Michael Shimbo isn’t going on the right journey when he navigates the Internet.
The former Apple and Live Nation executive who turned his love for music into Concert.TV, has hit the road with PlanesTrains+Automobiles, a digital streaming network that has launched with six original series. It’s the latest venture to bypass a traditional carriage deal with a cable or satellite provider and go straight to digital platforms for distribution.
The network is currently available online and through Roku boxes, as well as Clear Channel’s Clear TV network airing inside airports.
“I’ve been passionate about travel since my mom gave me my first Big Wheel,” says Shimbo, who is based in San Francisco. “Travel to the end of the driveway ultimately turned into an interest to see past the boundaries of anything common and familiar. But I simply wasn’t finding a travel media brand that I could relate to — one that offered me the entertainment and information that felt connected to my interests.”
Shimbo hopes he isn’t alone, and views digital as a way to launch a new brand in a category the way Tastemade has been able to compete online as a new kind of Food Network for a younger demo of viewer advertisers are hungry to reach.
“In the U.S it’s fair to say we have one travel video brand, the Travel Channel, that does a fantastic job of delivering a certain type of programming in the traditional sense,” Shimbo says. “But a category as big as travel has room for another brand, especially given the tremendous shift in viewing habits we’ve seen dramatically change the game of distribution.”
The decision to go the OTT route was driven by the lower costs to launch and run a digital network but also by the control it affords companies when it comes to content. Yet there are challenges — each platform requires a different design and tailored viewing experience to maximize each platform, says co-founder and chief creative officer Theo McMurray.
PTA’s first batch of shows include “Staycation,” where locals become tourists in their own cities; while “StateXState” features music vet Rick Marino on the road; “Day Off” features photographer and director Noah Abrams exploring new locales with musicians and other talent; while “Carry On” promotes new products to pack when traveling.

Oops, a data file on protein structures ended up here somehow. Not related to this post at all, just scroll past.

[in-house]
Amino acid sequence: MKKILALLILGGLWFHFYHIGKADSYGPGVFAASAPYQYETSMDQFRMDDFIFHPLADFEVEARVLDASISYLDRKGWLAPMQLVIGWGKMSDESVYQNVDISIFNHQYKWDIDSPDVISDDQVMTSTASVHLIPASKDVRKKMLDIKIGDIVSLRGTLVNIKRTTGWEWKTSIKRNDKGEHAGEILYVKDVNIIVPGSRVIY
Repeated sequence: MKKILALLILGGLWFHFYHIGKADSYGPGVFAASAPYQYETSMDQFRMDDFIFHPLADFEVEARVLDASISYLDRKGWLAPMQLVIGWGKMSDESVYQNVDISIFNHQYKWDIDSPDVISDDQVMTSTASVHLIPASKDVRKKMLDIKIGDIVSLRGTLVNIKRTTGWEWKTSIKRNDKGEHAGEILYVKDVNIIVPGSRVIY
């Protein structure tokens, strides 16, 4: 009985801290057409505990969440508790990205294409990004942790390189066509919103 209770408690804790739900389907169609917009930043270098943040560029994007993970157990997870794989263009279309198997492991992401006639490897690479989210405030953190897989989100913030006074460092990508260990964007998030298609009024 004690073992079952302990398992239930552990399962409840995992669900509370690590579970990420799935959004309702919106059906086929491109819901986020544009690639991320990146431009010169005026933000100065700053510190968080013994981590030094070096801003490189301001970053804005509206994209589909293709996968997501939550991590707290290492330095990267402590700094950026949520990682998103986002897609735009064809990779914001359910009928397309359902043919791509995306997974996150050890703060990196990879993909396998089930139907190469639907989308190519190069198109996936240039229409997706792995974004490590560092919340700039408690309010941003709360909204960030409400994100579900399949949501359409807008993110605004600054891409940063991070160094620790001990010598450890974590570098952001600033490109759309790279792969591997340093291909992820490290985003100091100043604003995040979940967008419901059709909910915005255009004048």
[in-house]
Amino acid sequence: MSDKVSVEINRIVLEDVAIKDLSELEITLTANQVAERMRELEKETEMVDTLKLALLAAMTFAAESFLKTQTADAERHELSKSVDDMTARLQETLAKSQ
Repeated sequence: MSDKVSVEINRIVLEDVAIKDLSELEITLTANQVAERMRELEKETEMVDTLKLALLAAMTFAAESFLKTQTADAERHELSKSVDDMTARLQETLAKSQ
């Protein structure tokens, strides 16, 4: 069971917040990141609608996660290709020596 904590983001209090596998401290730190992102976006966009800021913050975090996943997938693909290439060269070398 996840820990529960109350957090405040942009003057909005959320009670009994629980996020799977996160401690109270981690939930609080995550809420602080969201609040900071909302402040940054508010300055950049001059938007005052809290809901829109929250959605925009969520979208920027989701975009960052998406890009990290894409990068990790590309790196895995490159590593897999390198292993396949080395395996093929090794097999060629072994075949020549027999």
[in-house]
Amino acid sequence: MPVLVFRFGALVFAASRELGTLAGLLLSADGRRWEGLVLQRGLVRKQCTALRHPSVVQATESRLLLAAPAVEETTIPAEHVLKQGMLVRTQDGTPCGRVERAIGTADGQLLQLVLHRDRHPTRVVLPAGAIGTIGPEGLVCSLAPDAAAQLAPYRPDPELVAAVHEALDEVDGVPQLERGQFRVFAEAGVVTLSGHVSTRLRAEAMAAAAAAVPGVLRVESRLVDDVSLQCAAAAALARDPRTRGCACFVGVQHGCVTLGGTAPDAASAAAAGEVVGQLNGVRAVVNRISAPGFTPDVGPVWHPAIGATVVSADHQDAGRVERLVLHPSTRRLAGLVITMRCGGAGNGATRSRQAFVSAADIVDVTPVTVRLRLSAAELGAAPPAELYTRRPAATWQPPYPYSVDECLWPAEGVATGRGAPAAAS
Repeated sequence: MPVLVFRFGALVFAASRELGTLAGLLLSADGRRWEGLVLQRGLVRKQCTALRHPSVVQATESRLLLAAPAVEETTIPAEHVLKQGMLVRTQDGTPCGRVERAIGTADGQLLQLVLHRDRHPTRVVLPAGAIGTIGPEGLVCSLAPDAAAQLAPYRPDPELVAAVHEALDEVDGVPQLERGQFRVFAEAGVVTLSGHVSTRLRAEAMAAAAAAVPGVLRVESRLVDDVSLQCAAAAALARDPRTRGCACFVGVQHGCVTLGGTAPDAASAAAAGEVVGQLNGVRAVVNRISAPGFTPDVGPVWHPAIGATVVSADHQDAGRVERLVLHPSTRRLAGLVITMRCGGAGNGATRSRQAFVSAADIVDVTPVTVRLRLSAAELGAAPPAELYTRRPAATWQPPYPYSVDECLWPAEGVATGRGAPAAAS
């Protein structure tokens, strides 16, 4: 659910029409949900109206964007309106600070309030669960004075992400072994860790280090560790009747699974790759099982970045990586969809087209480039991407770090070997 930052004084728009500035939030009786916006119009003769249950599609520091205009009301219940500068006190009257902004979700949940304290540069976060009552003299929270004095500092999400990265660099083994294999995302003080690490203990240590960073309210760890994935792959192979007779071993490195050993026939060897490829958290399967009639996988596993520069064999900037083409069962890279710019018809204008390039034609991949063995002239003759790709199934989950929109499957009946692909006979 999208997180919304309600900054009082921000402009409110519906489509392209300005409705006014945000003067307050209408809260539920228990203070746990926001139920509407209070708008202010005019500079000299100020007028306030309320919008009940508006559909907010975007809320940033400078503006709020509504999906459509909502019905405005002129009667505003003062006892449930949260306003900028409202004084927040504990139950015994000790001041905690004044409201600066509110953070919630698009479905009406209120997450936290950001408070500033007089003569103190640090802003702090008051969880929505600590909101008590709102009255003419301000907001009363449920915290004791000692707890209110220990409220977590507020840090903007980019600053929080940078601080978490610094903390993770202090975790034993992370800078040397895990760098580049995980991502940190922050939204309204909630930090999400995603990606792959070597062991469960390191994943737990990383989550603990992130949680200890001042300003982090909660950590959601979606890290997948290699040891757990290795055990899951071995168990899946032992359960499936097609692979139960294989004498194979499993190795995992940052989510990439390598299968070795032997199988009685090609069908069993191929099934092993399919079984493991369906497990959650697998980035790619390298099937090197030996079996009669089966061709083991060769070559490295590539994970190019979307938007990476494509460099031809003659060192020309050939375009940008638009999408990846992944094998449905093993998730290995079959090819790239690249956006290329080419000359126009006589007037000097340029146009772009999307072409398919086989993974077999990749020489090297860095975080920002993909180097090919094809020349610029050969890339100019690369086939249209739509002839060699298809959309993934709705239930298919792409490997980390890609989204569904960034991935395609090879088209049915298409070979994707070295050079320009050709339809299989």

For other shows, Shimbo wants PTA to explore how travel intersects with the film industry, music, fashion, sports or causes, for example. Celebrity will certainly play a role in PTA’s programming. “If you think about it, athletes, musicians and actors are the most professional travelers on earth,” Shimbo says.
“We’re looking at a range of ideas,” Shimbo adds. “Shows that focus on one singular element of travel and blow them up into series or an area of travel that has been neglected or forgotten.”
Shimbo and McMurray have put an emphasis on producing each show in full 4K HD video. And while episodes currently stream in the six-minute range, longer versions have been developed to sell to TV networks either in the U.S. or abroad.
Investors in PTA include Venture51 and 500 Startups, while it’s also lined up an impressive roster of advisors that include celebrity chef Tyler Florence, music photographer and filmmaker Danny Clinch, music executive Marc Geiger, Fader magazine and Cornerstone Agency co-CEO Jon Cohen, creative music and TV executive David Cohn, producer Alex Lowry and technology guru Mark Malone.
“We immediately loved the PTA brand and team,” said Ryan Swagar, managing partner of Venture51. “There remains a great divide between the traditional TV and web brands. This has created a gap in programming — especially for the growing OTT viewing platforms that demand quality.”
Before PTA, Shimbo started VOD network Concert.TV, in 2003, that was dedicated to live music performances and documentaries. Mag Rack Entertainment acquired the company in 2009. Concert.TV was available in 30 million homes on Comcast, Charter, Cox, DirecTV and other cable and satcasters when it was sold.
Shimbo doesn’t rule out landing a home for PTA on a cable, satellite or telco provider. Expanding should also make its programming more attractive to advertisers. At launch, shows feature 15-second pre-roll ads for clothing and accessory brands Belstaff and Bally and Delta Airlines.
“We are in discussions with all of them to figure out how to best harmonize our OTT applications with their subscriber needs,” Shimbo says. “Ultimately I think there is a very powerful and logical compliment to all working together. Viewers want to pick their viewing device and platform but need a connection to make them work. If you’re not working on relating to everyone in that ecosystem, my gut tells me you’re not long for the future.”